Bernard Marr article, mobile working

Top 10 Challenges and Benefits of Mobile Working

Goodbye, cubicle! Thanks to the digital revolution, working doesn’t have to mean clocking in from 9am-5pm, commuting to an office space or working under fluorescent light bulbs stationed at a desk. Since technology allows many jobs to be completed away from a central office if you have a mobile device and an internet connection, employees are demanding and employers are contemplating and authorizing the expansion of mobile working as an option for their organizations. As with any initiative, there are challenges and benefits to having digital nomads who aren’t tethered to the same office space. In order to assess if mobile working is right for your organization, consider these top 10 challenges and benefits of mobile working.

Challenges of mobile working

1- At the mercy of technology

Although it is technology that enables employees to access files and shared tools and systems if those systems fail the productivity of mobile workers diminishes greatly. In-office employees will also struggle when technology fails, but since they are in the same place they can use any outages to build camaraderie among the team or take care of other duties that don’t require technology.

2- Security challenges with a mobile workforce

One of the biggest challenges with a dispersed workforce is ensuring the security of the network, especially if employees are using their own devices rather than those provided by employers. It’s the diversity of an IT system that supports individuals no matter where they are located that can create crevices where breaches or malware can infiltrate. Additionally, it can result in a more complex system for IT to troubleshoot when issues arise.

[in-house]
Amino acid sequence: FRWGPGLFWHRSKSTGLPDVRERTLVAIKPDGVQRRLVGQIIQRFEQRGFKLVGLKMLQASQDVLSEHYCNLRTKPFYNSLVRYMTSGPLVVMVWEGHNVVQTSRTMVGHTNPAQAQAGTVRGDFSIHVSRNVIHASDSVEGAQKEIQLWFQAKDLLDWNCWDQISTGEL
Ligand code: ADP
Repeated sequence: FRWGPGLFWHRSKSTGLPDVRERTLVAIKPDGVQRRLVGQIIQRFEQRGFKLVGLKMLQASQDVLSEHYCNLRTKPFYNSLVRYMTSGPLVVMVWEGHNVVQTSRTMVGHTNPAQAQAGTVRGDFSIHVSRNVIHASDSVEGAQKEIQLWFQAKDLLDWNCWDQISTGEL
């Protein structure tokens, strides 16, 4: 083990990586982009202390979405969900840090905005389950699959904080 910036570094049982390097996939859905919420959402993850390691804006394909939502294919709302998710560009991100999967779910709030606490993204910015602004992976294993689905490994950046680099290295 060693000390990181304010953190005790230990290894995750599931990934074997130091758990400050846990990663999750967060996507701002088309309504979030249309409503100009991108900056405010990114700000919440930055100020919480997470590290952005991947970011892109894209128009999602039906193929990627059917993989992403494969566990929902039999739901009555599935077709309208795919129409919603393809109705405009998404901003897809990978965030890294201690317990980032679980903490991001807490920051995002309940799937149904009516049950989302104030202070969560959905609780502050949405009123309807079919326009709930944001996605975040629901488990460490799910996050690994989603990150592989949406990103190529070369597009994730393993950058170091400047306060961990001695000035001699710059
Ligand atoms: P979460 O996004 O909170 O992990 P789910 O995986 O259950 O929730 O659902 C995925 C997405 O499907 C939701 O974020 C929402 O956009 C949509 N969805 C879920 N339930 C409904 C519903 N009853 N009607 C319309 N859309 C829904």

3- Corporate culture impacts

In many organizations, those who work in the same building develop friendships that extend beyond the workday. Whether they go out to lunch or happy hour or attend networking or other personal development classes together, it’s common for a connection to form between those who work together in the same place. Mobile workers might feel isolated seeing their comrades at a central office experiencing company-sponsored functions they can’t attend. In situations where the isolation of some employees isn’t proactively addressed, an “us” versus “them” mentality can negatively impact the organization. Some mobile workers aren’t bothered by feelings of isolation, but for those who are, the quality of work being done can be affected.

 4- Motivation and time management

Not all workers have the skills to be self-motivated and to stay on track outside a typical office environment. Mobile workers often have to contend with more distractions, no matter if they work from a home office, a coffee shop at the corner or the local library. Flexibility is inherent in mobile working and individuals are often able to do their work whenever it best suits them—early in the morning, late at night or overnight. However, that same flexibility can also cause issues for individuals if they aren’t equally disciplined with their time. A lunch-hour walk might turn into two hours of unproductive time or household chores might beckon when a remote worker is dealing with procrastination on a project. Some personalities are better suited to a remote working situation than others. Management of remote employees is also different to those you can access in person during the day, with the option of a quick walk by their desks. There’s no easy way for check-ins with staff when they aren’t within your line of sight. Also, without the added influence of body language in regular interactions, miscommunications can occur more regularly.

5- Home versus work